Published 01 September 2019
Published 01 June 2019
Published 01 March 2019
Published 01 December 2018
Published 01 September 2018
Published 01 March 2018
Published 01 December 2017
Published 01 September 2017
Many new media works contribute to the field of hypertext despite not being concerned with the literary. Corroli refers to Adrian Miles who likes to think of hypertext as being primarily about links and nodes and their relations, which may or may not privilege words. This topic is examined using examples where hypertext has become a primary focus such as the partnering of eWRe, trAce Online Writing Centre and ANAT who developed a series of online writing residencies in the late 1990s. Artists also discussed: Anne Walton, Francesca da Rimini, Sally Pryor, Diane Caney and Robin Petterd.
Published September 2001
9 May 22 July 2001
Museum of Contemporary Art, Sydney
Among the current metaphors used to describe the unfolding relations between art and science, the two ascriptions that have held sway most recently have been those of collaboration and/or intersection. Both art and science have sent out sets of feelers towards each others cultures which has in turn produced an overlapping sphere of cultural and intellectual activity. Following Lisa Jardines argument, Munster tentatively proposes that we think through these connections as a process of hybridisation performed by the work of the technical-aesthetic objects themselves rather than to declare a glorious new age of harmony, unity and productivity between the two. Artists Oron Catts, Ionat Zurr, Guy Ben-Ary, Justine Cooper, Michele Barker and Patricia Piccinini are in reference.
curated by Raymond Arnold
Centre for the Arts
30 March 22 April 2001
Through a process of active lobbying by various people around the country in the mid-eighties, the funding and institutional support for art and technology practice in Australia began to materialise. Some key figures in this push were Stephanie Britton, Louise Dauth and Gary Warner who saw the Australian Network for Art and Technology (ANAT) come into existence. The progress of the Australian new media arts scene is here documented from these early years and the various initiatives and supportive programs and events through to what is now the fundamental arts and cultural practice of the twentieth century. Artists Maria Miranda, Norie Neumark and Mari Velonaki are featured.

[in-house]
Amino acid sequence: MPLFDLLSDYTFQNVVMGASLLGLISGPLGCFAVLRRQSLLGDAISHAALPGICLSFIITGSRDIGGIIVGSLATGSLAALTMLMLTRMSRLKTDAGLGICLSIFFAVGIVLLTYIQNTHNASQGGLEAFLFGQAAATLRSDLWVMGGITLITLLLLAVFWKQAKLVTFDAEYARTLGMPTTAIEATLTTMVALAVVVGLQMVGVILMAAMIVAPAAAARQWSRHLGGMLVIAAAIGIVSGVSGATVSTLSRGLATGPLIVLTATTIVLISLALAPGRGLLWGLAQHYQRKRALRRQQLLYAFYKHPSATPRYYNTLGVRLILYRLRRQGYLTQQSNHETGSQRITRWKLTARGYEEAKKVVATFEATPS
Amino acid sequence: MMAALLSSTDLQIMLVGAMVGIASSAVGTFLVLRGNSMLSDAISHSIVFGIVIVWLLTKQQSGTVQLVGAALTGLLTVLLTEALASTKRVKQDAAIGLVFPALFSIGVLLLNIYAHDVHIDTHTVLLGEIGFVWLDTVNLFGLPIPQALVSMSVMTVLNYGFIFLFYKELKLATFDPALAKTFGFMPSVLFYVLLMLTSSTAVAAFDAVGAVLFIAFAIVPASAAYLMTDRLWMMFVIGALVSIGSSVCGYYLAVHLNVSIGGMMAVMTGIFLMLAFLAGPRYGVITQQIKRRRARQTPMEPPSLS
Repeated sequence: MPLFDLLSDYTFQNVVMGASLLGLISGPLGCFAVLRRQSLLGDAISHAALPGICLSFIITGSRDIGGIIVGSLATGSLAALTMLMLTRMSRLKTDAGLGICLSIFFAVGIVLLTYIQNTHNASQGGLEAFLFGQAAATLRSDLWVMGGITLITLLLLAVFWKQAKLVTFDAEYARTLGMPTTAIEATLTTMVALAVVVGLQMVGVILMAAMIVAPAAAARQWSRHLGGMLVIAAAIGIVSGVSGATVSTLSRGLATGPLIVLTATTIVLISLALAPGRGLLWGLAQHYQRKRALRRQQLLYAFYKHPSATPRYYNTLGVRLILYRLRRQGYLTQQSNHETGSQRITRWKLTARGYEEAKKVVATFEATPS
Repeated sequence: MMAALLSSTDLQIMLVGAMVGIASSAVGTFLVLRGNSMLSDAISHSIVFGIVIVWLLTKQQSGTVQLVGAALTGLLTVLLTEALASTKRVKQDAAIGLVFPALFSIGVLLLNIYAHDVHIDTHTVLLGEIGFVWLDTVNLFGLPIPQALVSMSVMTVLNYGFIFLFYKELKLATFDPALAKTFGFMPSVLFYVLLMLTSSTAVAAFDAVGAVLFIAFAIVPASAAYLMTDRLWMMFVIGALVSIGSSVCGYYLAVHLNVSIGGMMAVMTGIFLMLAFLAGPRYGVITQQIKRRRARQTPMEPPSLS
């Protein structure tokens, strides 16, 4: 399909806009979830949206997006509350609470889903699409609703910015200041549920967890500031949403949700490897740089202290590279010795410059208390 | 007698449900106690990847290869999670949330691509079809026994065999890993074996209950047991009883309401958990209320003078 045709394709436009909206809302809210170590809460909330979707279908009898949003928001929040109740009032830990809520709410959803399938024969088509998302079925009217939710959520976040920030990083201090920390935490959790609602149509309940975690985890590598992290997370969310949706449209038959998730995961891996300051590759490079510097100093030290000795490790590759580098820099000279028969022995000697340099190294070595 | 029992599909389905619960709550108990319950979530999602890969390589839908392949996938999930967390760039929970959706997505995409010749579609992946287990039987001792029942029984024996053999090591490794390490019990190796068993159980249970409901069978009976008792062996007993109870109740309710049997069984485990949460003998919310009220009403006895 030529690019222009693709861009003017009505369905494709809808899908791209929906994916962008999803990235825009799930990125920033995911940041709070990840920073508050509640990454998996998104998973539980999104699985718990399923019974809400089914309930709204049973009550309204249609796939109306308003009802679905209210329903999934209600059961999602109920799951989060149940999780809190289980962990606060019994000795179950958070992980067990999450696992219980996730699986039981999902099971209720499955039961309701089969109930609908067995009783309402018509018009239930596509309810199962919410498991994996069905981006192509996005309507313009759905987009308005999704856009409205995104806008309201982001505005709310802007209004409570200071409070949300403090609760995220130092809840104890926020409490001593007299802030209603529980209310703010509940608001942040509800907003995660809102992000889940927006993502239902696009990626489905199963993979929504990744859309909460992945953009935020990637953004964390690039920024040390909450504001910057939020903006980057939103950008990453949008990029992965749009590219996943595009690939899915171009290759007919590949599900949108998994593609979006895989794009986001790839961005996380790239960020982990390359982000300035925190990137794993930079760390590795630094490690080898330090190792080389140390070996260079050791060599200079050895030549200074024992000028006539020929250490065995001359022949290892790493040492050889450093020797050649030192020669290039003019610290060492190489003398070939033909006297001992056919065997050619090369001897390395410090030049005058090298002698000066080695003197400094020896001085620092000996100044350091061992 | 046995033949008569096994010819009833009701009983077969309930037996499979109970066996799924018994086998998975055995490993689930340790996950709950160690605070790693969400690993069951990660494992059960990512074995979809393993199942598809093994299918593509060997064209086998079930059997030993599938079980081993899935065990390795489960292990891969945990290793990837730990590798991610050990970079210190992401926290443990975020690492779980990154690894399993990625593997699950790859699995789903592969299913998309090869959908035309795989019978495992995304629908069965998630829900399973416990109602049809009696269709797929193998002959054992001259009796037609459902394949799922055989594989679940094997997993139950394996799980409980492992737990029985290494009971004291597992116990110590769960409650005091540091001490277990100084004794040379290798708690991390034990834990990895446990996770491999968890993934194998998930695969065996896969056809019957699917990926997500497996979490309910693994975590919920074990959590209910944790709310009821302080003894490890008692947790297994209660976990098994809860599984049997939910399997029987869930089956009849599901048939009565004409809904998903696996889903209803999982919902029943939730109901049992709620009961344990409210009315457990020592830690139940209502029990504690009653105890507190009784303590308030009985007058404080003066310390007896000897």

Time is the key. They say that the only law of physics that absolutely requires time is the second law of thermodynamics, the law that says systems tend towards entropy. That tendency is time's arrow, the ineluctable winding down of the universe. Except, of course, for life.
Artist/academic Pat Hoffie has been brooding on the rise and rise of the éminence grise in our teaching institutions and warns of the perils of giving in and being swept along by the current of the times. She is not the only commentator to observe that the visual arts created an irritating skin condition for itself in the eighties when, in search of institutional support, it mimicked the language of professionalism and thus unwittingly exposed itself to the corrosive influence of bureaucracy. This is here discussed.
Yorga Moorntuk/Joyce Winsley 1938 - 2001
Wade Marynowsky, aka Spanky is a software engineer who has coded a new program which allows audio-video samples to be collated for the live performance of a particular song, triggered live through a preferably loud sound system and video projector. This innovation marks a step forward in the realm of audio-video intersection and hybridisation. The recent emergence of VJs (Vidi-yo Jockeys), artists who combine computer and VHS source materials to play with visual rhythms, create atmospheres, tell stories, respond to the music and provide visual stimulus also play a crucial role in this new media arena. Other new media collectives such as Shut up & Shop, Kraftwerk, the Distributed Audio Sequencer Environment crew and Labrat are here discussed.
Stephen McLaughlan Gallery
6 - 30 June 2001
Drawing - the use of line and tone - is at the other end of a technology timeline currently unravelling in the digital age of information. The theory and practice of drawing ranges from a tool for honing perceptual disciplines to one that permits the free-flow of the obsessive-compulsive component of our personalities. Leggett looks at the works of artists Paul Thomas, Maria Miranda, Harriet Birks, Alyssa Rothwell, Mr Snow, Peter Callas, Simon Biggs and Damien Everett and the various digital tools they employ to assist in the documenting and drawing out of their individual ideas.